Remembering Punjabi Rapper Sidhu Moosewala’s Legacy, Talent, & Artistry

Remembering Punjabi Rapper Sidhu Moosewala’s Legacy, Talent, & Artistry
Indian Express

Ever so rarely, do there come artists who transcend the transitionary boundaries of what it means to create, what it means to be an artist, and what it means to be considered a one-in-a-million act. Despite the many complexities that he embodied, breakout rapper Shubhdeep Singh Sidhu aka Sidhu-Moosewala’s legacy is one that will last. He was not only a lodestar of desi hip-hop but managed to become a global cultural phenomenon; putting the Punjabi rap scene on the global map with his chart-topping music.

There are many who can only dream of the kind of fame that Moosewala managed to attain in his brief six-year artistic stint. His story is one that is typical of those from Punjab, a village boy making it all the way across the world to Canada to pursue his studies and perhaps a better life. Hailing from Moosa, a village in the Mansa district of Punjab he moved to Brampton, Ontario in Canada post his graduation in electrical engineering in 2016, where he first start testing the musical waters.

The Musical Journey, The Rise To Fame & The Global Cultural Phenomenon

While his musical journey began with songwriting for the song License by Ninja and singing the duet G Wagon, his name to fame was his 2017 single So High which he released on his YouTube channel, one that made everyone take notice of him. Soon enough he was able to amass 10.7 million YouTube subscribers, making him one of the most exciting artists of our generation and also one of the country’s most impactful musical exports in a generation.

In 2020, The Guardian named him as one of the Best New Artists, making fellow Canadian rapper Drake take notice of him and follow him on Instagram. The Punjabi rapper’s musical impact is one that was able to cross cultures and borders and make a dent in the mainstream world of music. Over the course of his music career, he charted on multiple Canadian and UK music lists, places where he spent much of his career as well as where he managed to gain immense popularity with the Sikh Diaspora, thus cementing his place in the spotlight as a South-Asian rapper, next to other popular contemporaries in the West. The gamut of British artists he frequently collaborated with, include Steel Banglez, Stefflon Don, and MIST.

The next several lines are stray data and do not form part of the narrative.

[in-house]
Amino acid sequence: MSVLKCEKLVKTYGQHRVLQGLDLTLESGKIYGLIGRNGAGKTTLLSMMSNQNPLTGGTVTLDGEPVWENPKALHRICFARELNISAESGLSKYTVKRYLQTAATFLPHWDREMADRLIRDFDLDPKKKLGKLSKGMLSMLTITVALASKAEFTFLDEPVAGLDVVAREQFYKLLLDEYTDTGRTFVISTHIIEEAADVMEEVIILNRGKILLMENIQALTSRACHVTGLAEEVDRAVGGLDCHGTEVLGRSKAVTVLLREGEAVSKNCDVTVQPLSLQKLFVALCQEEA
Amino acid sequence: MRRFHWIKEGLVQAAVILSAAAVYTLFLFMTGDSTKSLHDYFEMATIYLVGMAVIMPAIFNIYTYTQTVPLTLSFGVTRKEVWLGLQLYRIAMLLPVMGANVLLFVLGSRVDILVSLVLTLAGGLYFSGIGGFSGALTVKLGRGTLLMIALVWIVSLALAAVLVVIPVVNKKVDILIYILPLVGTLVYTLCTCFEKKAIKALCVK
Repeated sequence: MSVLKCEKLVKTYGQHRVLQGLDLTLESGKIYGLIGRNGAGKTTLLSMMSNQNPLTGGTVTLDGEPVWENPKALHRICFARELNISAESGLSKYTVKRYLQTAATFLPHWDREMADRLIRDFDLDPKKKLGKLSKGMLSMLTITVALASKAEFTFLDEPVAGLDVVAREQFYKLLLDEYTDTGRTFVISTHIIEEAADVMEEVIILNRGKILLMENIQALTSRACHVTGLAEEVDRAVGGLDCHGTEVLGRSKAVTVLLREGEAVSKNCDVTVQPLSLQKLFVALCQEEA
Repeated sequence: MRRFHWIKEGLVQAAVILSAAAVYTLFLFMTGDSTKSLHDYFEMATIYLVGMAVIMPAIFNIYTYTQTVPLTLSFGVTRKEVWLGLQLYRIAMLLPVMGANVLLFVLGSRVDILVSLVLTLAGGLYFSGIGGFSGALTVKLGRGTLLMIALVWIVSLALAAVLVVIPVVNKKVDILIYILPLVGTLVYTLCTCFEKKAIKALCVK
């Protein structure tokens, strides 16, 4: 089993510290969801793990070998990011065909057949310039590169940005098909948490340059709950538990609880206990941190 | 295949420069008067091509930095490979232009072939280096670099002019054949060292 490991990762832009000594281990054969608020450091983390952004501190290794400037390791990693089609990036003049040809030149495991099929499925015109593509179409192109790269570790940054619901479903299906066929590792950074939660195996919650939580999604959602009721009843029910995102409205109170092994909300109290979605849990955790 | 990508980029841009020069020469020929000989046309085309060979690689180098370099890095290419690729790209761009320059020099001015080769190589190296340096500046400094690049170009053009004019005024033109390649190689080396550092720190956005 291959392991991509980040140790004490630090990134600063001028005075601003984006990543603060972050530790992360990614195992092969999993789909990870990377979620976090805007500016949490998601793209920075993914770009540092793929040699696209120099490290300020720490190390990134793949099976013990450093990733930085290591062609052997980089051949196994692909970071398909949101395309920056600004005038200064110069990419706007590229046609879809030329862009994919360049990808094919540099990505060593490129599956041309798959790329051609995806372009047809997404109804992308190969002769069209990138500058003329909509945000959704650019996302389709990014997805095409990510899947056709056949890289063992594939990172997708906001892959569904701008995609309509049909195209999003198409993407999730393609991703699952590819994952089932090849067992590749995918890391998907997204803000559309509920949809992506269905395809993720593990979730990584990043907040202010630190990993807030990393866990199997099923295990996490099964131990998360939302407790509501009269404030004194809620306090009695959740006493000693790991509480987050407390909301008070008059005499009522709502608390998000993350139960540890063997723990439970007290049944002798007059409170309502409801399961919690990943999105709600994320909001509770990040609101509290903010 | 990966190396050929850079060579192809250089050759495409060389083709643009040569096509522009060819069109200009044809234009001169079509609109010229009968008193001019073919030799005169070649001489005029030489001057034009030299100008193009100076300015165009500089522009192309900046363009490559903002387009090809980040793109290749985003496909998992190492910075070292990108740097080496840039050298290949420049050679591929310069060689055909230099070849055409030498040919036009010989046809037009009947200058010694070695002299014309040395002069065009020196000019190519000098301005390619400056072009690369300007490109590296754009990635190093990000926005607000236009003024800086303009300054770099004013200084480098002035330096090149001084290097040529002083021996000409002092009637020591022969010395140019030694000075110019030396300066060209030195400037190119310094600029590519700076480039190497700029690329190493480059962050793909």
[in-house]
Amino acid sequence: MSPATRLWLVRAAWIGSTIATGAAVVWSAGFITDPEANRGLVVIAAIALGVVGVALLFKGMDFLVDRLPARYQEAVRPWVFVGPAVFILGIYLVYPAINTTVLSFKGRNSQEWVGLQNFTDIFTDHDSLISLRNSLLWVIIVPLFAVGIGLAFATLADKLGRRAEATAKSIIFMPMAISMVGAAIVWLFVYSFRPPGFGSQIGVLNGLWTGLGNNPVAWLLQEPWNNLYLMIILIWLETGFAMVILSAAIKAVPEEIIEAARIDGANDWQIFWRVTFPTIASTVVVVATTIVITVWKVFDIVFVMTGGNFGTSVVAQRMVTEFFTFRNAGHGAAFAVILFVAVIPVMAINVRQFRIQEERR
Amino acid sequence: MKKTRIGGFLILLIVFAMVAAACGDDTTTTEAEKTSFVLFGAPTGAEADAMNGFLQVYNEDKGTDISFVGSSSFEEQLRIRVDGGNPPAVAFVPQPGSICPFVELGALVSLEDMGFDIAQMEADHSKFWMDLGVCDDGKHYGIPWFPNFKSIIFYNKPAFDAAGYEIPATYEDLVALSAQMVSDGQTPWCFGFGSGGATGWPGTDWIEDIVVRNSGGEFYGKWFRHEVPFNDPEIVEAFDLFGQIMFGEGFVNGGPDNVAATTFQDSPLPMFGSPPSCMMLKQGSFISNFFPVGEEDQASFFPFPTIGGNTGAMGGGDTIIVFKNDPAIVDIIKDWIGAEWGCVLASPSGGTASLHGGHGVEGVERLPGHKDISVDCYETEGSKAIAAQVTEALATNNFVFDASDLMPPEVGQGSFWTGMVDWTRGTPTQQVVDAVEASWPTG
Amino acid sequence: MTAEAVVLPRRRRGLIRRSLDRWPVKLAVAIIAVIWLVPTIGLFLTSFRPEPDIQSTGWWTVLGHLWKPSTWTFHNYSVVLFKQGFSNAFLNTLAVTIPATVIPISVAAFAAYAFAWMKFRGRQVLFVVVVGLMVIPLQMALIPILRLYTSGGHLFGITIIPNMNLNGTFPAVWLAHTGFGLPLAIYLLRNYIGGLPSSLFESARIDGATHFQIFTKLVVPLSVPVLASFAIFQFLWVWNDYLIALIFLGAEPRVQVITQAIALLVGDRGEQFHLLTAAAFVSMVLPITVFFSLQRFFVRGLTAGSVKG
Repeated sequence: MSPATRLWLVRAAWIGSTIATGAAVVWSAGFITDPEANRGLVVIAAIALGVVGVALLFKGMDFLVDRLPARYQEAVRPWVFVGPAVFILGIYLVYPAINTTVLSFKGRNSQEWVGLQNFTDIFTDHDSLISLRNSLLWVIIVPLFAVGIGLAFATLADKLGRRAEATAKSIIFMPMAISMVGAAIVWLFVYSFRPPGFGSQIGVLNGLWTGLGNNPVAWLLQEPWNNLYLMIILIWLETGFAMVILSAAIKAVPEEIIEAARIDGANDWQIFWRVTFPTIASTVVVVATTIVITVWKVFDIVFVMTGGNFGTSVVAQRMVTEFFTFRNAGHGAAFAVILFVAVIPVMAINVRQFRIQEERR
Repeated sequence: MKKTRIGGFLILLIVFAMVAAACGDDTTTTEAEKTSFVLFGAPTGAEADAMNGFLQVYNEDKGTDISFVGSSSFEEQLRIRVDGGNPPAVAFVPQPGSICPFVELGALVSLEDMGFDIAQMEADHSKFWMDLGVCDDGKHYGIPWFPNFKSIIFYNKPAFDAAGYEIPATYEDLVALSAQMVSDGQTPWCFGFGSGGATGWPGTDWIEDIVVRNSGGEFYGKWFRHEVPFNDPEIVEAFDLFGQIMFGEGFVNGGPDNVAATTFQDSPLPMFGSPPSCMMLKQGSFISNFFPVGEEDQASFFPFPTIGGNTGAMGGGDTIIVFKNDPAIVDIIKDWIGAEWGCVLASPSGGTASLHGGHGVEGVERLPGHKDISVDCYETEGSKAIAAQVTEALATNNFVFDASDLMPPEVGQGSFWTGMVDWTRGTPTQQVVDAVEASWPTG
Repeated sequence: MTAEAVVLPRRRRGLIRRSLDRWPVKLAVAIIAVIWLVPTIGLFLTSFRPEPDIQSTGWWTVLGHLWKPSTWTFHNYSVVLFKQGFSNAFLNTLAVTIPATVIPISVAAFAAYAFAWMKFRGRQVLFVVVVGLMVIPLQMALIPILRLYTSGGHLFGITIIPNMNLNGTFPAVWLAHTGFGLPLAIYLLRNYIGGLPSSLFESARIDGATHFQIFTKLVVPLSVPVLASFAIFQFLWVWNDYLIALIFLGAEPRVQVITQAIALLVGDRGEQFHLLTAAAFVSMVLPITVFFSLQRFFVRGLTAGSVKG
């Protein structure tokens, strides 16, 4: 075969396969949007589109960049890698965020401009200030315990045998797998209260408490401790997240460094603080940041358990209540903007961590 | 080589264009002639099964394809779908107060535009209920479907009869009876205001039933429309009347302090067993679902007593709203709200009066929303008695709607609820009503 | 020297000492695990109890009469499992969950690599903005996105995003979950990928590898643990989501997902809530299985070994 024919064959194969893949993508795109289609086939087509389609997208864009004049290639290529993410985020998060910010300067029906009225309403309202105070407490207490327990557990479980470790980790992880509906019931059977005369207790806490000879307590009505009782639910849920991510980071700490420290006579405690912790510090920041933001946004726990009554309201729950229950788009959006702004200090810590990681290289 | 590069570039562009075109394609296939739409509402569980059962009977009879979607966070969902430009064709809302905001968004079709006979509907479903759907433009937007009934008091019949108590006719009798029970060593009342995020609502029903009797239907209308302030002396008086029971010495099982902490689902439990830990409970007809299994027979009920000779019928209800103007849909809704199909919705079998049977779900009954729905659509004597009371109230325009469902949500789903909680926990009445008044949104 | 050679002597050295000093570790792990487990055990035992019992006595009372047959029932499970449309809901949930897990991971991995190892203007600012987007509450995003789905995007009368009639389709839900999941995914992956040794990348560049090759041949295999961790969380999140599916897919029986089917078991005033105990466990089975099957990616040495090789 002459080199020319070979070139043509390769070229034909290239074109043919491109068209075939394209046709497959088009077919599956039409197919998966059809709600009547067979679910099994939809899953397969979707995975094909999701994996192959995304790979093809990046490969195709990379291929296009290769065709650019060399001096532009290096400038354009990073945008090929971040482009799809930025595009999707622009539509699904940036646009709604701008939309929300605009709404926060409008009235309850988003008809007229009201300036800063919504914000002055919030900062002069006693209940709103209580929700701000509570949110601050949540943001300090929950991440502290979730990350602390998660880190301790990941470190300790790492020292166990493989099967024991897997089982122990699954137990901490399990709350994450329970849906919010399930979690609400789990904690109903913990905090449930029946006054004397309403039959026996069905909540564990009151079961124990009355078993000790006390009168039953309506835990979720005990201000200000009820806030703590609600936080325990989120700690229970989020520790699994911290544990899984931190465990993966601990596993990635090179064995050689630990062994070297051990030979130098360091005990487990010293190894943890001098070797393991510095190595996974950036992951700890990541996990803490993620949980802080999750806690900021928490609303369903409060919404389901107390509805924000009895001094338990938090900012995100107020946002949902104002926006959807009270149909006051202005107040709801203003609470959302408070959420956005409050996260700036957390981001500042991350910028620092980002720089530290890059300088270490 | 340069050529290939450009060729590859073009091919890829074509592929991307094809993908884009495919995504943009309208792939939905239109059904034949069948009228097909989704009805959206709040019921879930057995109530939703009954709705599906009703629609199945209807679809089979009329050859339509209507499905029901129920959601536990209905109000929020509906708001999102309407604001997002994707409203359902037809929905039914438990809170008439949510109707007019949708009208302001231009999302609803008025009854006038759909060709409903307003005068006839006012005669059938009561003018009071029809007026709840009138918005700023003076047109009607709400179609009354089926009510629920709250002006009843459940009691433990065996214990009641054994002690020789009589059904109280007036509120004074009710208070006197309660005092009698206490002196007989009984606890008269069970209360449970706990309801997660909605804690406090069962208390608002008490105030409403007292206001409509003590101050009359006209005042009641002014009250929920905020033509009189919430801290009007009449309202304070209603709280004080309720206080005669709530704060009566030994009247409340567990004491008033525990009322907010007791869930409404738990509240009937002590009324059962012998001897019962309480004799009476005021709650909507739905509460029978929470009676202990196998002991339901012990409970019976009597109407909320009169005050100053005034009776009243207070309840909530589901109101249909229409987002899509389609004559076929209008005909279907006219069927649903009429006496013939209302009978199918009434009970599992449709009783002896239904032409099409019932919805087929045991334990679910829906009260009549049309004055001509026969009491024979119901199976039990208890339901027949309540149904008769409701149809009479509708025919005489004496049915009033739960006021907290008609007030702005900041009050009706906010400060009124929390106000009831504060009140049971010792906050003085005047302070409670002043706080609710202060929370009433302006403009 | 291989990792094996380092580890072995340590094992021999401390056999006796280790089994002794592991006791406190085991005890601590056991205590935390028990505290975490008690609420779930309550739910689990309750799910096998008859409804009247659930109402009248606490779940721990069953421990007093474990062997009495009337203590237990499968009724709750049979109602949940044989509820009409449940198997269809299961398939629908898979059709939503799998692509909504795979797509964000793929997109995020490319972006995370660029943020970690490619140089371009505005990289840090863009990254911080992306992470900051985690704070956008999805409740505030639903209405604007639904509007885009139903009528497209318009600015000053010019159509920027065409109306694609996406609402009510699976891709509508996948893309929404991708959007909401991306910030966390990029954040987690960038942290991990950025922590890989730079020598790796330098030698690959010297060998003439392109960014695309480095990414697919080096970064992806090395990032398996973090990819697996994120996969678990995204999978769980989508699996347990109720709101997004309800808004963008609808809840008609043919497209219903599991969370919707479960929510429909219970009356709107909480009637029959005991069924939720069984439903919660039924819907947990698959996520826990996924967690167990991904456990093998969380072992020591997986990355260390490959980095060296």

Punjabi rapper Sidhu Moosewala's music
Punjabi rapper Sidhu Moosewala's music

The Convoluted Personal History, The Controversies & The Contradictions in Moosewala’s Music

One of the greatest lyricists of our times, his music was laced with trap and drill beats with Punjabi music sampled through it. Rapping about gangs, gun violence, caste pride, and his rags-to-riches story, his music was oftentimes clubbed under the genre of gangsta rap.

Influenced by Tupac, his music much like his idols was one of contradictions. While Moosewala’s music never had any tones of objectification of women or glorification of alcohol and drugs, one that is common when it comes to the Punjabi music industry, in a lot of ways he was no different than those that came before him. His music too talked about gun violence and taking pride in one’s caste positioning (songs like Issa Jatt and Jatt Da Muqabala reek of casteism) and gang glorification. Moosewala was very much in tradition, unfortunately, of men in Punjab whose lives are fraught with gun violence and who are socialized in such environments.

For the most part, Moosewala’s politics had been fraught with contradictions. Though he voiced strongly for farmer’s rights during the farmers’ protests last year, had used his own funds to create better sewer systems in his home village and also started his political stint as a Congress MLA to champion the voice of the locals in his area, he had time and again been involved in cases of gun violence, been held for violating the Arms Act and was found to have been in possession of AK-47s.

Despite his problematic politics, what lies at the core of the artist’s death is gun violence, a problem sadly all too common in regions of Punjab and one that is causing irreparable damage. This was a tragic death that the 28-year-old didn’t deserve, and neither do the youth of Punjab. It also came a day after his security was withdrawn by the Punjab Government in their highly politicized move to crackdown on VIP culture.

Post his death, many fans were quick to notice the tragically poetic and prophetic lines in his recent song The Last Ride which goes “Jawani vich janaza uthugu,” (my coffin will be borne at a young age). In what can be poetically inferred as his last ode to his idol Tupac, is not only the similarity in the way both were murdered in their cars but also the tragic twist; the cover art for The Last Ride is an image of Tupac’s car, the very same one in which he was killed.

A game-changing artist in the truest sense, his legacy is one that cannot be forgotten. He is an artist who was able to put the Punjabi music industry on the global stage and a man who wanted to do right by his people despite the many contradictions he held within himself and his politics. He was a musical talent unlike any other in this generation and he will be sorely missed.

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